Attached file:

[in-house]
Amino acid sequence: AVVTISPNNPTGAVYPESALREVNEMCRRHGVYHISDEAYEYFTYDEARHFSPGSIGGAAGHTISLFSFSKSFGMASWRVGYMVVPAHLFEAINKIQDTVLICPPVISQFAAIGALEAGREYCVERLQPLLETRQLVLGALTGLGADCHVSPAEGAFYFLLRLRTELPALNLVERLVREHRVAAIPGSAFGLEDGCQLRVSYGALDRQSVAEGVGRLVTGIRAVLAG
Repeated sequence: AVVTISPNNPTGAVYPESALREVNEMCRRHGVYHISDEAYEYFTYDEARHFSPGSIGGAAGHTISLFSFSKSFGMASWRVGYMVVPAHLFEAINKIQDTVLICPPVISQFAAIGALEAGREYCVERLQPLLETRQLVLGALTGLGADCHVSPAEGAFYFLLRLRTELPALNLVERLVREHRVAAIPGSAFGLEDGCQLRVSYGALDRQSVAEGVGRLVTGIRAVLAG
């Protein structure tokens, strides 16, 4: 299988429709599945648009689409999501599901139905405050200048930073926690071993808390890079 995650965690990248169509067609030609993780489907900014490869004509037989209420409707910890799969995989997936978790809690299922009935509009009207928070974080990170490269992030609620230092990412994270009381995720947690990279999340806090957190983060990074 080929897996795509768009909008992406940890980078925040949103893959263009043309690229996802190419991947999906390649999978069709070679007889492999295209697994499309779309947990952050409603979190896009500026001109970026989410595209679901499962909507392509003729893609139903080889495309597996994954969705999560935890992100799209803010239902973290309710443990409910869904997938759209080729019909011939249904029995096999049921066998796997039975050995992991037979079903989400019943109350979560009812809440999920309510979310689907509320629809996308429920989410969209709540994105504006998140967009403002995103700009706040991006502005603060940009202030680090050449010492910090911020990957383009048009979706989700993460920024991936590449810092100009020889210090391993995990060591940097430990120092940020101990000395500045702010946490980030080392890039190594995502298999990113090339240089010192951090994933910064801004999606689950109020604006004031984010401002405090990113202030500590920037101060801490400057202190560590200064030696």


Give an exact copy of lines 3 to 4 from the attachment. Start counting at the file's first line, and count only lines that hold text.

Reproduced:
Repeated sequence: AVVTISPNNPTGAVYPESALREVNEMCRRHGVYHISDEAYEYFTYDEARHFSPGSIGGAAGHTISLFSFSKSFGMASWRVGYMVVPAHLFEAINKIQDTVLICPPVISQFAAIGALEAGREYCVERLQPLLETRQLVLGALTGLGADCHVSPAEGAFYFLLRLRTELPALNLVERLVREHRVAAIPGSAFGLEDGCQLRVSYGALDRQSVAEGVGRLVTGIRAVLAG
């Protein structure tokens, strides 16, 4: 299988429709599945648009689409999501599901139905405050200048930073926690071993808390890079 995650965690990248169509067609030609993780489907900014490869004509037989209420409707910890799969995989997936978790809690299922009935509009009207928070974080990170490269992030609620230092990412994270009381995720947690990279999340806090957190983060990074 080929897996795509768009909008992406940890980078925040949103893959263009043309690229996802190419991947999906390649999978069709070679007889492999295209697994499309779309947990952050409603979190896009500026001109970026989410595209679901499962909507392509003729893609139903080889495309597996994954969705999560935890992100799209803010239902973290309710443990409910869904997938759209080729019909011939249904029995096999049921066998796997039975050995992991037979079903989400019943109350979560009812809440999920309510979310689907509320629809996308429920989410969209709540994105504006998140967009403002995103700009706040991006502005603060940009202030680090050449010492910090911020990957383009048009979706989700993460920024991936590449810092100009020889210090391993995990060591940097430990120092940020101990000395500045702010946490980030080392890039190594995502298999990113090339240089010192951090994933910064801004999606689950109020604006004031984010401002405090990113202030500590920037101060801490400057202190560590200064030696």